Over the last 15 years, there has been an explosion of innovation in board game styles and mechanisms. The Settlers of Catan was the game that crossed the ocean from Germany to the U.S. in the late 1990's and kicked off this new era in board gaming. These modern board games, or Eurogames, are more engaging experiences and based less on luck than the typical roll-and-move board game design prevalent in the 20th century.
Attendees will learn about a variety of game mechanisms through discussions of exemplar games and see how these games relate. Many of these mechanisms are appropriate for digital games as well as tabletop games, so attendees will improve their toolkit of mechanisms for their own design work.
Dr. Scott Nicholson is a visiting scholar with MIT Comparative Media Studies for the 2011-2012 academic year, working with the Singapore-MIT GAMBIT Game Lab and The Education Arcade. He is an associate professor at the School of Information Studies at Syracuse University, where he has focused on games in libraries and game design as a pedagogical tool. He was the host of Board Games with Scott from 2005-2010 and is the designer of Tulipmania 1637, a board game published in 2009. In addition, he is the author of Everyone Plays at the Library: Creating Great Gaming Experiences for All Ages, published in 2010 by Information Today.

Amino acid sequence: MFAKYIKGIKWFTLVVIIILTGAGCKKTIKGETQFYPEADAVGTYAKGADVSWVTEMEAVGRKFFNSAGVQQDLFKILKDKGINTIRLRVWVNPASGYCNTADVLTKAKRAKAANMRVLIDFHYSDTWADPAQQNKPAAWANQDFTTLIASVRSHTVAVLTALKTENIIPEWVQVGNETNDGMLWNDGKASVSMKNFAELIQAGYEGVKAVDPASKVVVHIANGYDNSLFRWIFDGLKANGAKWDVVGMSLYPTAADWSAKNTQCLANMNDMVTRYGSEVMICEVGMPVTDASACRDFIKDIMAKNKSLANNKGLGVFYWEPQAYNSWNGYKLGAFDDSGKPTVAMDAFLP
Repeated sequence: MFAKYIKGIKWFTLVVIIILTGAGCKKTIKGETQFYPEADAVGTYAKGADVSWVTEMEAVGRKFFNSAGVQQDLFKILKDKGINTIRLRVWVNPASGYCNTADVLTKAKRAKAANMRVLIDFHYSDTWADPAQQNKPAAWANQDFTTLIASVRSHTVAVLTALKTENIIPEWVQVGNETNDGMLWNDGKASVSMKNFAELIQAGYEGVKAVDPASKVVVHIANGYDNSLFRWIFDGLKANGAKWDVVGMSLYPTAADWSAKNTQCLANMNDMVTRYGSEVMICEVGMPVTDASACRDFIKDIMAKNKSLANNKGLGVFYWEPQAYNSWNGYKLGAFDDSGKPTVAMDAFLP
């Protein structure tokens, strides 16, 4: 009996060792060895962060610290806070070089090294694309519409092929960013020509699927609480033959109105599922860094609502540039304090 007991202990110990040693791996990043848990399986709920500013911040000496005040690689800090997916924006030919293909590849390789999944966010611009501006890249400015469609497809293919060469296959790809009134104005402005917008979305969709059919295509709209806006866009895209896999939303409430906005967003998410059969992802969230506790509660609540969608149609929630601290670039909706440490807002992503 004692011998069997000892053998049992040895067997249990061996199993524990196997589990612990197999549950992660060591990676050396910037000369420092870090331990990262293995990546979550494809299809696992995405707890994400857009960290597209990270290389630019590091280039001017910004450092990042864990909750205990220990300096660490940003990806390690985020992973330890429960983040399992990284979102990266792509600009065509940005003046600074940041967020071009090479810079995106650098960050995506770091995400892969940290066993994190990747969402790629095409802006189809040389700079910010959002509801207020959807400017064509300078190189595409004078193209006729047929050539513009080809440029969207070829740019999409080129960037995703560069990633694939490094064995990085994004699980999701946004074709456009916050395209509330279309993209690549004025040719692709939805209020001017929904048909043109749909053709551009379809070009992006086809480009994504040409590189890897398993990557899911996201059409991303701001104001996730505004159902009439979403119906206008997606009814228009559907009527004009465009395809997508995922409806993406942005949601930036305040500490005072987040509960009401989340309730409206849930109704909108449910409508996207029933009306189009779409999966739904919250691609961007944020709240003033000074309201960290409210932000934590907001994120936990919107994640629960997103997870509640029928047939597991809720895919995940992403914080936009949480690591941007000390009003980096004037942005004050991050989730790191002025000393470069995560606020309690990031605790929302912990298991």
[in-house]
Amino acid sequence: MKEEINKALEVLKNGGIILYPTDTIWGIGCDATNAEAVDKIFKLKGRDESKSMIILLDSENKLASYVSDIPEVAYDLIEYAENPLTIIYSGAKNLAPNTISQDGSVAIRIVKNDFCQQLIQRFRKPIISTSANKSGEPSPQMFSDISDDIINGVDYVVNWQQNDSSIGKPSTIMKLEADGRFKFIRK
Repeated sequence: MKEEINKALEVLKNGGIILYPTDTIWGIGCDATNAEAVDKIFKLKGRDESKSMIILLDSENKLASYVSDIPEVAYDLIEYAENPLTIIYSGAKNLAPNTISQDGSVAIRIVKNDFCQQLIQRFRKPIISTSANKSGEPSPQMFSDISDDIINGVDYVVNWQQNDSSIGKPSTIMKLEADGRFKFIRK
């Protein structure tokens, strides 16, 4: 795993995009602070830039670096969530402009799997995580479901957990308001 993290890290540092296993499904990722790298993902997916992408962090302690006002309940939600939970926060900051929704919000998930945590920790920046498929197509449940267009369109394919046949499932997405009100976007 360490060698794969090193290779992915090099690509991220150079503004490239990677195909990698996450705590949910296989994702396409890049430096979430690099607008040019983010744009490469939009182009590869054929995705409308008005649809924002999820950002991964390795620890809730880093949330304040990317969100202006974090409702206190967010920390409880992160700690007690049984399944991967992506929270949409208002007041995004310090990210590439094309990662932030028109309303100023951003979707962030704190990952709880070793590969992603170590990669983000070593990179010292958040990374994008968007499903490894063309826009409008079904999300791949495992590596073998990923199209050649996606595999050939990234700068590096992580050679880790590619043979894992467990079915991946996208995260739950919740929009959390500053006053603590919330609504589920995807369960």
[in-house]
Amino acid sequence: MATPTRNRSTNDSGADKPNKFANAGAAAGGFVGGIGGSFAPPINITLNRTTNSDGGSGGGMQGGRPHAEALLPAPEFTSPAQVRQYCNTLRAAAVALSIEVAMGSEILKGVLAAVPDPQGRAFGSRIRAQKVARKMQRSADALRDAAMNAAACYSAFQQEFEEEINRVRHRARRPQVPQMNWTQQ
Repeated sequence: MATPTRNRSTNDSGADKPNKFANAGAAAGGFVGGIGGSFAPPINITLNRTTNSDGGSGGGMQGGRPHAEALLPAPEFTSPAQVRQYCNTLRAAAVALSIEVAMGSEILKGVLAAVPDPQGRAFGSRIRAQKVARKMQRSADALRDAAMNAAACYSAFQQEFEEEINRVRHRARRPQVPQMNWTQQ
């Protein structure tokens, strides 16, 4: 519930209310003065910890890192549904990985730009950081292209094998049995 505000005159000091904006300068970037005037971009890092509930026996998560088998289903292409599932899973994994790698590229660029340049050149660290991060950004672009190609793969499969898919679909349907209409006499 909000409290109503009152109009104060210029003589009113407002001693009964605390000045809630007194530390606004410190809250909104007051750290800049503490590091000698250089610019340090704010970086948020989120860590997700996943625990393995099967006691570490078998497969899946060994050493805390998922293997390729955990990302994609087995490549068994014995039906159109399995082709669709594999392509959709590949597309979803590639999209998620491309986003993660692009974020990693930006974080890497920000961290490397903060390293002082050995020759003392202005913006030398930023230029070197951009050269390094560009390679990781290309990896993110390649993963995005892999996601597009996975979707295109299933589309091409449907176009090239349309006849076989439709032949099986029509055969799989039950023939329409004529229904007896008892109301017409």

Continue reading "Podcast: Scott Nicholson, "From Settlers to Quarriors: Breaking up the Monopoly with Modern Board Game Design"" »